By its nature, this treaty (unlike the Article 50 settlement) will have to be agreed unanimously, and ratification will be required. There remains the possibility of a UK referendum and we cannot rule out other member states putting the treaty to a plebiscite. Not only is there then the possibility that it will be rejected – the time taken may mean that the treaty cannot be in force by the time we leave. It could, however, be provisionally applied.

One must also conclude that, if the bulk of the remaining negotiation time is given over to a secession treaty, this "kicks the can" of the longer term comprehensive trade agreement much further down the road. But it will also relieve us of the "tyranny of the deadline", with the possibility that a decade or more will elapse before matters are concluded.

In the interim – as long as the EU can be prevailed upon to play ball (which is by no means certain) – the UK's relationship with the EU will look and feel very much as if we are still in the EU. The difference, of course, will be that we will have no voting or other input on new legislation, although there will undoubtedly be a price tag for the agreement.

Ironically, the best possible outcome under this arrangement will be exactly the "pay, no say" agreement that the likes of Cameron (and many others since) have attributed to continued participation in the EEA.

Nevertheless, nothing is going to happen without the wholehearted cooperation of the "colleagues". Looking at it from their perspective, the UK will be asking the EU institutions to commit considerable resources to framing, negotiation and agreeing a complex treaty, the like of which usually takes many years to conclude.

Even with the best will in the world, to get this completed (and in force) by 29 March 2019 will be a major achievement. And, so far, there is nothing in the deal that would incentivise the EU and its Member States to commit the resources and the political capital to get it done.

Reference has been made previously to the UK's inability to see Brexit from the point of view of the EU and, in this case, this could prove fatal. Whatever confident pronouncements we might get from the Fox-Hammond duo, nothing is going to happen unless or until the EU has bought in to the process.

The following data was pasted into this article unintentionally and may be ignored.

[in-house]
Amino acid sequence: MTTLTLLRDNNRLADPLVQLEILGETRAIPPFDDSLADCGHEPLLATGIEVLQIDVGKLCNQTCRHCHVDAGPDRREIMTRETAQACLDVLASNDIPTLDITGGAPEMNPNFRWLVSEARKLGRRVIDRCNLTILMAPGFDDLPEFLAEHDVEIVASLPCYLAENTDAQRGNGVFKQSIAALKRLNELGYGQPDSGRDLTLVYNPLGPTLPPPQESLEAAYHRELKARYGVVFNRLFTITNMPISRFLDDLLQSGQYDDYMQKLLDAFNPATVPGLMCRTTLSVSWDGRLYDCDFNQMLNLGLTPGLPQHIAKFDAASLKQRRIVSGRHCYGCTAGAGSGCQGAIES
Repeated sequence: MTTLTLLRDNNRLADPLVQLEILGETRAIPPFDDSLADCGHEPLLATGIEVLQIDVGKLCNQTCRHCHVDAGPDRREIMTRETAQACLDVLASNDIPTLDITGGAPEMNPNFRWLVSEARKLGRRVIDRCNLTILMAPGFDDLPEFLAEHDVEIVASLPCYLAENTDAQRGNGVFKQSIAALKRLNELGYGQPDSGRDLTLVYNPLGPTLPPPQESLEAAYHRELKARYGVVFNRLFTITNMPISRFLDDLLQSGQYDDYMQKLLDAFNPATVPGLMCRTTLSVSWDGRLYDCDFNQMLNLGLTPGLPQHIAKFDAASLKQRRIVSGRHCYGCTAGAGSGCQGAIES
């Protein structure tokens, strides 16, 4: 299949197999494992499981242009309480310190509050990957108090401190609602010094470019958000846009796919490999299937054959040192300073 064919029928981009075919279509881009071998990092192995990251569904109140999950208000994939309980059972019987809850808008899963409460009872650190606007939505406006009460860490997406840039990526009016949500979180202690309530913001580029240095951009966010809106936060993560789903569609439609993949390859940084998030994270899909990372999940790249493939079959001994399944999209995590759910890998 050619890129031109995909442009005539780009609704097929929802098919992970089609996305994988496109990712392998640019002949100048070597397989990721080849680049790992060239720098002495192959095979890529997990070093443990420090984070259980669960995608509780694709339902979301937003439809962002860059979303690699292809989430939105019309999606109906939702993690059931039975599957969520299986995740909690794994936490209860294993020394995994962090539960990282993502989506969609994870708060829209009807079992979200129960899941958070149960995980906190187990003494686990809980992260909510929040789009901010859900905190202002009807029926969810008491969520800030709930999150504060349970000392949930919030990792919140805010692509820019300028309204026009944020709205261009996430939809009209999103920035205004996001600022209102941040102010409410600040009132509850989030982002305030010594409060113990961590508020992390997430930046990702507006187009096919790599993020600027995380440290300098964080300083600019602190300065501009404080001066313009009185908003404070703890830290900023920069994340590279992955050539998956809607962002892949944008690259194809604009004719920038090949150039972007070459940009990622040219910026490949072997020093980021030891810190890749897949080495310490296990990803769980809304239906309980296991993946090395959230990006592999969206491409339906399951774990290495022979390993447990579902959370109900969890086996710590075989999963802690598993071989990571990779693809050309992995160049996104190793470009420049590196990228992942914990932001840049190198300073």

Necessarily, wholehearted cooperation from the EU will have its own price – financially and in terms of concession across a range of issues, many yet to be defined. Whether even these will lie in the realm of the politically feasible (for the May government) remains to be seen.

Thus, as always, having been fed on thin gruel once again, we are no further forward divining our EU-free future. One hopes that the position papers due to start flowing over the coming week might give us a little more information, although it would be unwise to expect much of this administration.

Personally, with the government having given no serious (or any) thought to the nature and substance of an interim deal, I think they are biting off more than they can chew. There is simply neither the time nor the capability to push through a complex agreement of this nature – given that there was the political will on the part of the "colleagues", which is very far from being evident.

There is no sign even that Cabinet members are even aware of the complexity of the task that Fox and Hammond are setting out. One can imagine many more months of bickering before there can be any consensus on what an interim deal involves, by which time it will be far too late to achieve a workable agreement.

And on that basis, all we have to go on is another draught of hot air. "Mushroom management", by contrast, would be a blessed relief. At least the mushrooms get fed something. We don't even get that.